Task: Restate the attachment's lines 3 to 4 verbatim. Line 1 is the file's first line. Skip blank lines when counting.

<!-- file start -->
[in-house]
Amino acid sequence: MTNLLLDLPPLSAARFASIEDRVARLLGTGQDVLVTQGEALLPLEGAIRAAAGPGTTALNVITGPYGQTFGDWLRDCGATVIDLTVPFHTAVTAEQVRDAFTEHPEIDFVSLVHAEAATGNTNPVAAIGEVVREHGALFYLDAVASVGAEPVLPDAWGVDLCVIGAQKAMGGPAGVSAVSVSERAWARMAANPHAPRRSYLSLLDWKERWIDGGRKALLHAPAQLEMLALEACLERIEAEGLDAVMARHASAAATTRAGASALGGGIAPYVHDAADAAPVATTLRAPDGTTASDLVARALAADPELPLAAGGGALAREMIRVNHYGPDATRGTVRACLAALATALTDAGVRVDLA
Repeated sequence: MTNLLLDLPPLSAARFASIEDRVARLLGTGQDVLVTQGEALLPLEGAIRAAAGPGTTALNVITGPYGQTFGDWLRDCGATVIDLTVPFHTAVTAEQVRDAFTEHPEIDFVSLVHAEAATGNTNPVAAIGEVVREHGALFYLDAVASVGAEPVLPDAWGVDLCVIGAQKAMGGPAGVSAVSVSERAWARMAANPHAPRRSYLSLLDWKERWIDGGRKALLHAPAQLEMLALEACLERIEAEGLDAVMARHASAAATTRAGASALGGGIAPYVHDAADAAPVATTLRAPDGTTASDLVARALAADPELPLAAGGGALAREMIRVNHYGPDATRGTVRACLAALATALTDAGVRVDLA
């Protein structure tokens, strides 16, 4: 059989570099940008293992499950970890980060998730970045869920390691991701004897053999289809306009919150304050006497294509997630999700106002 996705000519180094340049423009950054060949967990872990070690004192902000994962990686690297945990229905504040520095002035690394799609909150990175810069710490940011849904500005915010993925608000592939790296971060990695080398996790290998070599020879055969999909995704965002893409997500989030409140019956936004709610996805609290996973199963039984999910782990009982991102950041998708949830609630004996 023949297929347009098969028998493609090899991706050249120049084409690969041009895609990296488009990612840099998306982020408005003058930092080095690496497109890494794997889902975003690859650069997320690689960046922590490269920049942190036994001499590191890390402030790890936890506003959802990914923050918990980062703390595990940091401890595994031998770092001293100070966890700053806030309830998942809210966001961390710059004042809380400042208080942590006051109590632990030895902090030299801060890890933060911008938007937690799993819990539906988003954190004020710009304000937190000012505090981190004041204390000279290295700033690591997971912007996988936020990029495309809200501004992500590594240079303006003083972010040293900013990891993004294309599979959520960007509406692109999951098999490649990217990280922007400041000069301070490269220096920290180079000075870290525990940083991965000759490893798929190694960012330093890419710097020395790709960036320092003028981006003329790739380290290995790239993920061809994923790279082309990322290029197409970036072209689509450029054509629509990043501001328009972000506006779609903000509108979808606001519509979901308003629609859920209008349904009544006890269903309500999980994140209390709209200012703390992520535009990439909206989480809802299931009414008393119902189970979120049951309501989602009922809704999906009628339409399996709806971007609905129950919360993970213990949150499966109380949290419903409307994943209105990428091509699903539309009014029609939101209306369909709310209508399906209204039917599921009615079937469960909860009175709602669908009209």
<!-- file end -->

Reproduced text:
Repeated sequence: MTNLLLDLPPLSAARFASIEDRVARLLGTGQDVLVTQGEALLPLEGAIRAAAGPGTTALNVITGPYGQTFGDWLRDCGATVIDLTVPFHTAVTAEQVRDAFTEHPEIDFVSLVHAEAATGNTNPVAAIGEVVREHGALFYLDAVASVGAEPVLPDAWGVDLCVIGAQKAMGGPAGVSAVSVSERAWARMAANPHAPRRSYLSLLDWKERWIDGGRKALLHAPAQLEMLALEACLERIEAEGLDAVMARHASAAATTRAGASALGGGIAPYVHDAADAAPVATTLRAPDGTTASDLVARALAADPELPLAAGGGALAREMIRVNHYGPDATRGTVRACLAALATALTDAGVRVDLA
């Protein structure tokens, strides 16, 4: 059989570099940008293992499950970890980060998730970045869920390691991701004897053999289809306009919150304050006497294509997630999700106002 996705000519180094340049423009950054060949967990872990070690004192902000994962990686690297945990229905504040520095002035690394799609909150990175810069710490940011849904500005915010993925608000592939790296971060990695080398996790290998070599020879055969999909995704965002893409997500989030409140019956936004709610996805609290996973199963039984999910782990009982991102950041998708949830609630004996 023949297929347009098969028998493609090899991706050249120049084409690969041009895609990296488009990612840099998306982020408005003058930092080095690496497109890494794997889902975003690859650069997320690689960046922590490269920049942190036994001499590191890390402030790890936890506003959802990914923050918990980062703390595990940091401890595994031998770092001293100070966890700053806030309830998942809210966001961390710059004042809380400042208080942590006051109590632990030895902090030299801060890890933060911008938007937690799993819990539906988003954190004020710009304000937190000012505090981190004041204390000279290295700033690591997971912007996988936020990029495309809200501004992500590594240079303006003083972010040293900013990891993004294309599979959520960007509406692109999951098999490649990217990280922007400041000069301070490269220096920290180079000075870290525990940083991965000759490893798929190694960012330093890419710097020395790709960036320092003028981006003329790739380290290995790239993920061809994923790279082309990322290029197409970036072209689509450029054509629509990043501001328009972000506006779609903000509108979808606001519509979901308003629609859920209008349904009544006890269903309500999980994140209390709209200012703390992520535009990439909206989480809802299931009414008393119902189970979120049951309501989602009922809704999906009628339409399996709806971007609905129950919360993970213990949150499966109380949290419903409307994943209105990428091509699903539309009014029609939101209306369909709310209508399906209204039917599921009615079937469960909860009175709602669908009209």